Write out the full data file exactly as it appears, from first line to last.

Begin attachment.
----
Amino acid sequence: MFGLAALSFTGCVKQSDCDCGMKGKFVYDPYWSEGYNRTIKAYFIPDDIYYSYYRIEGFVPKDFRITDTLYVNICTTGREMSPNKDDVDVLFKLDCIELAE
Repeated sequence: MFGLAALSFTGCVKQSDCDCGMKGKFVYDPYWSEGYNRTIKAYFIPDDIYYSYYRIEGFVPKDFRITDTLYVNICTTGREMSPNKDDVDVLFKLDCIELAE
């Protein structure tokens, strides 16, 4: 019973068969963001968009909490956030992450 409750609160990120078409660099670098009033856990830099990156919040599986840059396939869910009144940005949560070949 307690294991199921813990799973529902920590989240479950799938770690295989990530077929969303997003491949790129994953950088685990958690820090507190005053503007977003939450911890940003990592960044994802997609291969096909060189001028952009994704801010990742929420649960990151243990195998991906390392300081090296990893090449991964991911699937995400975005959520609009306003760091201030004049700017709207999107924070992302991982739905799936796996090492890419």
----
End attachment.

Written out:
Amino acid sequence: MFGLAALSFTGCVKQSDCDCGMKGKFVYDPYWSEGYNRTIKAYFIPDDIYYSYYRIEGFVPKDFRITDTLYVNICTTGREMSPNKDDVDVLFKLDCIELAE
Repeated sequence: MFGLAALSFTGCVKQSDCDCGMKGKFVYDPYWSEGYNRTIKAYFIPDDIYYSYYRIEGFVPKDFRITDTLYVNICTTGREMSPNKDDVDVLFKLDCIELAE
């Protein structure tokens, strides 16, 4: 019973068969963001968009909490956030992450 409750609160990120078409660099670098009033856990830099990156919040599986840059396939869910009144940005949560070949 307690294991199921813990799973529902920590989240479950799938770690295989990530077929969303997003491949790129994953950088685990958690820090507190005053503007977003939450911890940003990592960044994802997609291969096909060189001028952009994704801010990742929420649960990151243990195998991906390392300081090296990893090449991964991911699937995400975005959520609009306003760091201030004049700017709207999107924070992302991982739905799936796996090492890419």